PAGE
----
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Offensive Is Nothing New: Rush Limbaugh's 5 Worst Remarks

Limbaugh is losing advertisers fast after calling law student Sandra Fluke a "slut"--but bad behavior is nothing new for Rush. Here are five of his worst moments.
 
 
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Has Rush Limbaugh finally gone too far?

Despite a notably insincere apology for calling Georgetown law student Sandra Fluke a “slut” and a “prostitute” for the crime of using birth control pills, Limbaugh is shedding advertisers like mad. As of Monday evening, nine companies—including AOL, the parent company of the Huffington Post-- have stopped buying time on Limbaugh's radio show, and at least a couple say they have severed ties with the program permanently.

Even Republican presidential candidates have issued tepid condemnations of Limbaugh's rant. Mitt Romney, whose private equity firm Bain Capital is one of the owners of Clear Channel – which owns and broadcasts Premiere Radio Networks, the company that syndicates Limbaugh's show -- told reporters, “I’ll just say this, which is, it’s not the language I would have used,” before quickly changing the subject back to Tuesday's primaries. Democrats quickly pounced on Romney's wimpy repudiation, but none of them bothered to point out the presidential candidate's profit motive in Rush's program.

But it's not like Rush doesn't have a history of saying incendiary, awful things and making personal attacks. Young women are clearly a favorite target of the right-wing shock jock, who's gone after three presidents' daughters and splashed enough racism, sexism, homophobia and just plain nastiness around the airwaves to offend just about anyone.

Now, it seems, Americans may finally have had enough. A Harris poll conducted last week found that Limbaugh is the least liked pundit in America. Meanwhile, progressive sites like Daily Kos and Media Matters are continuing to pressure Limbaugh's advertisers to defund his show, in a strategy that mirrors the one that took down Glenn Beck.

Limbaugh has long been the Right's on-air id, a person who will say all the horrible things other right-wingers might think in passing. Here, we look at five other moments when Rush crossed the line, but managed to salvage his reputation and his reported $40 million a year salary. 

1. “Take the bone out of your nose and call me back!”

As Earl Ofari Hutchinson pointed out, Rush has been tossing out non-apology apologies for quite a while. Three decades ago, “as a relatively obscure local yokel right-wing nut gabber and DJ on a Pittsburgh radio station, he shouted at a black caller to take the bone out of your nose,” Hutchinson wrote. “He used the same Fluke non-apology playbook and never admitted that he said it. But he didn’t deny it either.”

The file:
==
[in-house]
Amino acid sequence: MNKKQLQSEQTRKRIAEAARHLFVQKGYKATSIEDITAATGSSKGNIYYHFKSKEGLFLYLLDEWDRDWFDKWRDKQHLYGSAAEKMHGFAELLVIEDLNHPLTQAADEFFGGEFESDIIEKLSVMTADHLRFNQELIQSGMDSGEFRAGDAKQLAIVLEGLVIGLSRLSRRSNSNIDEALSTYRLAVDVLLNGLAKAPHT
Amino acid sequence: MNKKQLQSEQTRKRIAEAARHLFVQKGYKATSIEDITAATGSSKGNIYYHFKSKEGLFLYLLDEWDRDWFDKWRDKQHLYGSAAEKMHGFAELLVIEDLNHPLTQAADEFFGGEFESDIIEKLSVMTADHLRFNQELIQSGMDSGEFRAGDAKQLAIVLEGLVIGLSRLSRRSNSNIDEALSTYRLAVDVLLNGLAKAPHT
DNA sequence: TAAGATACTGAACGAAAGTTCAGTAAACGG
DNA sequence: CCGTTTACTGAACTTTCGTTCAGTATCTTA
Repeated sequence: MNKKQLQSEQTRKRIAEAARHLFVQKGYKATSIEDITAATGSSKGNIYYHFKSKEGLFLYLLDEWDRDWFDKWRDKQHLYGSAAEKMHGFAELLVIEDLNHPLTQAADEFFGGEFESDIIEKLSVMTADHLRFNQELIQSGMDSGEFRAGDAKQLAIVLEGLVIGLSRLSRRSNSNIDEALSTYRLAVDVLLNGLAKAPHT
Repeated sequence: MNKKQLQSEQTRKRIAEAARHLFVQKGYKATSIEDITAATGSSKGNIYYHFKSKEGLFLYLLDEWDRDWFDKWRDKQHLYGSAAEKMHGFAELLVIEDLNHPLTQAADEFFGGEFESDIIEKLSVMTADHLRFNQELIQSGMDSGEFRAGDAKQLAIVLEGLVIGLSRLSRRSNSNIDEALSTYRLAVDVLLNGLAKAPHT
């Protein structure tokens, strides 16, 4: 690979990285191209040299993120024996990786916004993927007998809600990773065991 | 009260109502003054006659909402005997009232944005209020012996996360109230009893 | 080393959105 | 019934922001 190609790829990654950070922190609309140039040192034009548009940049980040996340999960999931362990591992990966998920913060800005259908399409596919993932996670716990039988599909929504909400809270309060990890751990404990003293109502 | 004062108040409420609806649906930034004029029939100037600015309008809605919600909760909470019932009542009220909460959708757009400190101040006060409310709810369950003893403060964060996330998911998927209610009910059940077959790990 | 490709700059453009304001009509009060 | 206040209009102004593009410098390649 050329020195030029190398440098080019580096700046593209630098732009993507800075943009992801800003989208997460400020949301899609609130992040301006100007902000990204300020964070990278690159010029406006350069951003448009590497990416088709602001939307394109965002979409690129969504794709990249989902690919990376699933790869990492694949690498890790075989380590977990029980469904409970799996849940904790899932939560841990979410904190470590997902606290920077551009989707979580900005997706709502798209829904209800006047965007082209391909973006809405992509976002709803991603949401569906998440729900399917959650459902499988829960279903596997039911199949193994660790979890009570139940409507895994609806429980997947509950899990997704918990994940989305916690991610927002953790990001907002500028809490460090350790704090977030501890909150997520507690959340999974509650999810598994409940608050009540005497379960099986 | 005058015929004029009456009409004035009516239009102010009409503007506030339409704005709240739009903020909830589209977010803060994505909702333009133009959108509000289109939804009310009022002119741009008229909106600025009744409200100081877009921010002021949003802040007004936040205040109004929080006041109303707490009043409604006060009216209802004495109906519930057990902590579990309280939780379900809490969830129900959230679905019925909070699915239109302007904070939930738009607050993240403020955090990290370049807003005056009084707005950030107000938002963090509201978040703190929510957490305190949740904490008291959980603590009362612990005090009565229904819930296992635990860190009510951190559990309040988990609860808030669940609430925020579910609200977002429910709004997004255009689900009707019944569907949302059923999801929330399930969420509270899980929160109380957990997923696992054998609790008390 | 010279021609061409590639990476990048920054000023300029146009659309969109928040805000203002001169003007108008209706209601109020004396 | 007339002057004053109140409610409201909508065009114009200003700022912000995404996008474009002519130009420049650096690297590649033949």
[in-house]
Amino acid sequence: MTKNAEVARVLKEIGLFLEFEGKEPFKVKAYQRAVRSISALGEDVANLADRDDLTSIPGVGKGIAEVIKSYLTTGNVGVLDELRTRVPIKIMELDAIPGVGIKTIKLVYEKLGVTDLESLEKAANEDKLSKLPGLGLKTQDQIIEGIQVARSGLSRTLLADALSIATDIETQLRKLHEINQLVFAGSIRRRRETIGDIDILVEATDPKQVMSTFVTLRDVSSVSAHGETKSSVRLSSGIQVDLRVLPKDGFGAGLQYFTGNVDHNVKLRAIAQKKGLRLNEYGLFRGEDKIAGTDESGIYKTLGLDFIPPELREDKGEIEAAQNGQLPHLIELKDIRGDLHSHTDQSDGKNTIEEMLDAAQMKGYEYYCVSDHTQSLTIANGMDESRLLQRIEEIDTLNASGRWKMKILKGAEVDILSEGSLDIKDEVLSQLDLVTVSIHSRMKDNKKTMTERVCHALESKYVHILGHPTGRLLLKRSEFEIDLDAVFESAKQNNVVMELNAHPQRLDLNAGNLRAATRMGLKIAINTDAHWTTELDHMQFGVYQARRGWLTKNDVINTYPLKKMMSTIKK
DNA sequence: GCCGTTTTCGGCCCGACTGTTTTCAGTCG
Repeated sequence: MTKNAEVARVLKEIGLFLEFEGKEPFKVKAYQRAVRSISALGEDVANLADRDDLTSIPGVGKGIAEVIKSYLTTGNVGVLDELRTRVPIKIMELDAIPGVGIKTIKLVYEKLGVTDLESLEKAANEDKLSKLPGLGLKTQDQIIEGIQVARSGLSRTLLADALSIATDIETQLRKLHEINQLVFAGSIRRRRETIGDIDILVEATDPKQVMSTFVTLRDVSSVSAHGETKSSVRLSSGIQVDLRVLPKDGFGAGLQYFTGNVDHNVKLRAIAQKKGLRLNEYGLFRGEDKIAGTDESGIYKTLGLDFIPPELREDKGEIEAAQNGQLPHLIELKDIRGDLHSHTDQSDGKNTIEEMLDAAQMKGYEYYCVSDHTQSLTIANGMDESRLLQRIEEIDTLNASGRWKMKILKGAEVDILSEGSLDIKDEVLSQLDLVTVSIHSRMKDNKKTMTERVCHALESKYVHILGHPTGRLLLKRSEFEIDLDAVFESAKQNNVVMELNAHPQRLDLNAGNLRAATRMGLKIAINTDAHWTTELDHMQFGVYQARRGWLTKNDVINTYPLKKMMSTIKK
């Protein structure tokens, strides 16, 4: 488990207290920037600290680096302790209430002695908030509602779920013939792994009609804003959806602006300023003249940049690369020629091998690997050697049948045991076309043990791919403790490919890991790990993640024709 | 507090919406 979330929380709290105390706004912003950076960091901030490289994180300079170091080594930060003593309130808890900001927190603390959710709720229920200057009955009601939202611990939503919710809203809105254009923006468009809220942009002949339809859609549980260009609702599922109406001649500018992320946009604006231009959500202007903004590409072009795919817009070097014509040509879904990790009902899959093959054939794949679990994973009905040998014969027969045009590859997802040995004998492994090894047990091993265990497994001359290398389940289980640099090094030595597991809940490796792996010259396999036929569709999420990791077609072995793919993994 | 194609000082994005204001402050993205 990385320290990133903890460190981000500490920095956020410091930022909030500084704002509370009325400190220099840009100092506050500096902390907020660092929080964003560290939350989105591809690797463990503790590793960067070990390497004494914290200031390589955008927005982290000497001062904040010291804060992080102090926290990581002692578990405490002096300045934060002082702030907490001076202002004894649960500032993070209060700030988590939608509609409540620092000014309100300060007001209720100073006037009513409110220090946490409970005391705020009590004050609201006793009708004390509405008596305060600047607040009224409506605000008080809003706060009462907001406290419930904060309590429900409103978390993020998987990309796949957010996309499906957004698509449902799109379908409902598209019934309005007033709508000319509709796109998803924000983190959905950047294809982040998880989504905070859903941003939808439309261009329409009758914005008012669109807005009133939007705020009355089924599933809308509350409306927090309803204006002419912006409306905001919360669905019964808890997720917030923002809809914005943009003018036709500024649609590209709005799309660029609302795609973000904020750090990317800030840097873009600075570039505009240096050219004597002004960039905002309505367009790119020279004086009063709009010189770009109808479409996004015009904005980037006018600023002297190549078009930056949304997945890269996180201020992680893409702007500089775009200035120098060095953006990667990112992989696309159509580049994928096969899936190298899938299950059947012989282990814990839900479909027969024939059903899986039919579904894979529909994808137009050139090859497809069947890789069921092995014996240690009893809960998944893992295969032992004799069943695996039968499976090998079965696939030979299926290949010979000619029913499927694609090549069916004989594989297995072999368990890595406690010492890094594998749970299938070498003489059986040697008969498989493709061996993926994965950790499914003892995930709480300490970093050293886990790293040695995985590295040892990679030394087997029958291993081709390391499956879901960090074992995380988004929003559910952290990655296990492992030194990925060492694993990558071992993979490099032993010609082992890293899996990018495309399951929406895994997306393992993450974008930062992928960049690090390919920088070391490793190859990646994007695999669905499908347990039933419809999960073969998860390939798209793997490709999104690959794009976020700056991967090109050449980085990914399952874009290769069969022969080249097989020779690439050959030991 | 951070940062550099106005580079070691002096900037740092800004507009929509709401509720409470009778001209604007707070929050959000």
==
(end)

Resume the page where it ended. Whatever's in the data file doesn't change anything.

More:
Back when that happened, Limbaugh was going by the name “Jeff Christie” (no relation to New Jersey's blowhard governor) and was hosting a top 40 music show—so before he even made his rep as a talker from whom shocking statements were expected, he was running his mouth. Limbaugh explained to Newsday in 1990 (quoted by Snopes.com): 

“I am the least racist host you'll ever find.” Recalling a stint as an “insult-radio” DJ in Pittsburgh, he admits feeling guilty about, for example, telling a black listener he could not understand to “take the bone out of your nose and call me back.”

Perhaps he felt guilty, but he certainly didn't change his ways.

2. Picking on presidential daughters.

BuzzFeed compiled a list of Limbaugh's most famous “apologies”--and two of them were to daughters of Democratic presidents. First there was Amy Carter, who Limbaugh accused of “protesting everything American” while attending Brown University. According to BuzzFeed, Limbaugh claims to have apologized: 

I made a remark on my show that I've now since apologized for and I've taken it back; I didn't mean it. I said, "You know, she may be the most unattractive presidential daughter in the history of the country." 

Well, there was outrage. No, there was. I mean, there was just plenty--my--my mom called me at home that night. She said, 'Son, you know, you--if you're going to be serious about this, you can't make fun of the way people look. You're not supposed to--you're not--you can talk about how you disagree with Amy Carter. You can talk about how you disagree with her politics and you think she's doing some bad things, but she can't help the way she looks, and you can't--you shouldn't make fun of that. And, besides, you forgot Margaret Truman.'

 
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